Internet trolls provoked outrage over Halloween by hanging “It’s OK to be white” posters at several U.S. and Canadian college campuses.
The signs were reported at Harvard, Princeton, Auburn and Tulane universities; the universities of Western Washington, Kansas and California, Berkeley; and the universities of Alberta and Toronto.
Campus officials typically removed the signs, which were condemned as “divisive” and “racist” by students and administrators alike. In several cases, the police were called.
The stunt was organized on 4chan’s “Politically Incorrect” board to show that “lefties & journalists hate white people.” Seeing “the media & lefties frothing at the mouth” in response to the signs would “nuke” their credibility, the author of the 4chan thread wrote, ensuring a “massive victory for the right in the culture war.”
The police were called to Cambridge Common and Harvard Square on Nov. 1 to investigate more than a dozen “It’s OK to be white” stickers posted on light poles and electrical boxes around the town, the Boston Globe reported. Workers from the Department of Public Works removed all of the signs with knives by morning.
Marcia L. Sells, dean of students at Harvard Law School, called the posters “provocations intended to divide us from one another.”
“HLS will not let that happen here,” Ms. Sells wrote in an email to students, the Harvard Crimson reported.
“We live, work, teach, and learn together in a community that is stronger, better, and deeper because of our diversity and because we encourage open, respectful, and constructive discourse.”
A sign posted to the door of the University of Alberta’s native student center also launched an investigation on that campus.
University President David Turpin released a statement addressing “several incidents of racism that have occurred on north campus in recent days.”
“Messaging or displays that target or marginalize any individuals or groups will not be tolerated,” Mr. Turpin said in a statement, World Net Daily reported. “We are working with the University of Alberta Protective Services to find the parties responsible.”
Mady Womack, student body president at the University of Kansas, said it is “shameful that anyone would use these posters to promote a racist agenda.”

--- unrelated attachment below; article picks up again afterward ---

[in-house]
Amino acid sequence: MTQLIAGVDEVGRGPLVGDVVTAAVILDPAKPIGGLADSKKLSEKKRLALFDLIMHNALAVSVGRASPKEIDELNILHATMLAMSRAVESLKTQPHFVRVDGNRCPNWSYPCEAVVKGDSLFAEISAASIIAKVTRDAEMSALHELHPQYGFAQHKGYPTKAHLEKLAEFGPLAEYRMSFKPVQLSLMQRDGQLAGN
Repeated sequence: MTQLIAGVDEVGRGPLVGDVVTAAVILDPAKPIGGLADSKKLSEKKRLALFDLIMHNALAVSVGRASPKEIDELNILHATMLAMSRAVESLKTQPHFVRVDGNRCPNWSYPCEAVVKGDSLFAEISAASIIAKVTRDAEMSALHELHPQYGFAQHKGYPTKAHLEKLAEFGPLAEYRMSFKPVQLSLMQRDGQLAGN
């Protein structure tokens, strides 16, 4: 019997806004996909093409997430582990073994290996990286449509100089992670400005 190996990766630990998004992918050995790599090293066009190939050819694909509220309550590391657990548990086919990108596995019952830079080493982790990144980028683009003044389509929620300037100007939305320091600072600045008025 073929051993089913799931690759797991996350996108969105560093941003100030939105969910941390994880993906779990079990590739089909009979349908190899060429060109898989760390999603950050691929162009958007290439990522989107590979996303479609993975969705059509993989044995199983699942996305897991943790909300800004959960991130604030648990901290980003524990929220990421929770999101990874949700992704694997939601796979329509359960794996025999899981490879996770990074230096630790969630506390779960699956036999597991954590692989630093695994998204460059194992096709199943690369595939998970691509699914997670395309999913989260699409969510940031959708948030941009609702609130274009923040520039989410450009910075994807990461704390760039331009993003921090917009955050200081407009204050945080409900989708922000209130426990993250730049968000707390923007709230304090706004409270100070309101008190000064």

“I am deeply disgusted that this organized online campaign to divide university communities across the country has come to our campus,” Ms. Womack told the University Daily Kansan.
Posters were found in residence halls, academic buildings, and on bulletin boards around campus at Tulane University, the Tulane Hullabaloo reported. Heather Seaman, director of the Lavin-Bernick Center for University Life, said they were immediately taken down.
Mike Strecker, executive director for Tulane public relations, said the president’s office was reviewing surveillance footage to determine the identity of the culprit.
“We believe these signs were posted at Tulane as part of a national campaign,” Mr. Strecker said.
“To state the obvious, it is ‘OK’ to be any race. We have no idea who posted the signs, but that person is obviously not speaking for Tulane University. Tulane is firmly committed to diversity and to supporting every member of our community.”
Police were called Nov. 3 in response to reports of posters in several locations at the University of California, Berkeley, the Daily Californian reported. Department spokesperson Sgt. Sabrina Reich said the signs did not constitute a hate crime because they did not target a specific race and because no criminal act was committed.
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